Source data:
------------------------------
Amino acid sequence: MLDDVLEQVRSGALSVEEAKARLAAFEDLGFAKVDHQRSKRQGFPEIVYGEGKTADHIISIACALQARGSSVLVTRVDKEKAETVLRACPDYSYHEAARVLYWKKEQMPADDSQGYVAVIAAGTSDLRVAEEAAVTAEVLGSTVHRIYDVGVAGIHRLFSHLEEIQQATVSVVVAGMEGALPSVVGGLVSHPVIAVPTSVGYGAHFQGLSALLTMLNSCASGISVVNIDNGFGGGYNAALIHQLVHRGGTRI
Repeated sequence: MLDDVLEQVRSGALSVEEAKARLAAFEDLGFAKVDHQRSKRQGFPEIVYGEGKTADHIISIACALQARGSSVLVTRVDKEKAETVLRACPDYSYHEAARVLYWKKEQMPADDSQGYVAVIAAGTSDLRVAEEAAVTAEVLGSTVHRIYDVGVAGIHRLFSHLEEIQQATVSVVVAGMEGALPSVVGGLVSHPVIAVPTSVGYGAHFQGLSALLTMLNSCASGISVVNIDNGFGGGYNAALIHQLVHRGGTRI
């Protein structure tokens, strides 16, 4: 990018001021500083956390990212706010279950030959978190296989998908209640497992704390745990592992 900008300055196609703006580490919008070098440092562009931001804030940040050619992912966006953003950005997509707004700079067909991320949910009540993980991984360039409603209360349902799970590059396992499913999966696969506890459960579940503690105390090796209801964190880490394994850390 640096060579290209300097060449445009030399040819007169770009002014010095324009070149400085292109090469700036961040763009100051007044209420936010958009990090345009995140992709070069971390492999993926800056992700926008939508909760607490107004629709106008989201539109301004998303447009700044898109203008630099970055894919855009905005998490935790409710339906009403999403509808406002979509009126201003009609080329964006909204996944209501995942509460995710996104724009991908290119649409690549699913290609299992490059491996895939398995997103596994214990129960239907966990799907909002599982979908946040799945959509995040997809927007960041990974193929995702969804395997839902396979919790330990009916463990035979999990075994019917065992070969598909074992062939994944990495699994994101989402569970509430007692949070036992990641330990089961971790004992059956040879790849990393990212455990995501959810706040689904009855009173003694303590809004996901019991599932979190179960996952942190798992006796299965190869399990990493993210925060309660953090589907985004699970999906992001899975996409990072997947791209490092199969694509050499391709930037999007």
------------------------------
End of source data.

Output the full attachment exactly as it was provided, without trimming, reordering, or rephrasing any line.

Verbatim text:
Amino acid sequence: MLDDVLEQVRSGALSVEEAKARLAAFEDLGFAKVDHQRSKRQGFPEIVYGEGKTADHIISIACALQARGSSVLVTRVDKEKAETVLRACPDYSYHEAARVLYWKKEQMPADDSQGYVAVIAAGTSDLRVAEEAAVTAEVLGSTVHRIYDVGVAGIHRLFSHLEEIQQATVSVVVAGMEGALPSVVGGLVSHPVIAVPTSVGYGAHFQGLSALLTMLNSCASGISVVNIDNGFGGGYNAALIHQLVHRGGTRI
Repeated sequence: MLDDVLEQVRSGALSVEEAKARLAAFEDLGFAKVDHQRSKRQGFPEIVYGEGKTADHIISIACALQARGSSVLVTRVDKEKAETVLRACPDYSYHEAARVLYWKKEQMPADDSQGYVAVIAAGTSDLRVAEEAAVTAEVLGSTVHRIYDVGVAGIHRLFSHLEEIQQATVSVVVAGMEGALPSVVGGLVSHPVIAVPTSVGYGAHFQGLSALLTMLNSCASGISVVNIDNGFGGGYNAALIHQLVHRGGTRI
């Protein structure tokens, strides 16, 4: 990018001021500083956390990212706010279950030959978190296989998908209640497992704390745990592992 900008300055196609703006580490919008070098440092562009931001804030940040050619992912966006953003950005997509707004700079067909991320949910009540993980991984360039409603209360349902799970590059396992499913999966696969506890459960579940503690105390090796209801964190880490394994850390 640096060579290209300097060449445009030399040819007169770009002014010095324009070149400085292109090469700036961040763009100051007044209420936010958009990090345009995140992709070069971390492999993926800056992700926008939508909760607490107004629709106008989201539109301004998303447009700044898109203008630099970055894919855009905005998490935790409710339906009403999403509808406002979509009126201003009609080329964006909204996944209501995942509460995710996104724009991908290119649409690549699913290609299992490059491996895939398995997103596994214990129960239907966990799907909002599982979908946040799945959509995040997809927007960041990974193929995702969804395997839902396979919790330990009916463990035979999990075994019917065992070969598909074992062939994944990495699994994101989402569970509430007692949070036992990641330990089961971790004992059956040879790849990393990212455990995501959810706040689904009855009173003694303590809004996901019991599932979190179960996952942190798992006796299965190869399990990493993210925060309660953090589907985004699970999906992001899975996409990072997947791209490092199969694509050499391709930037999007």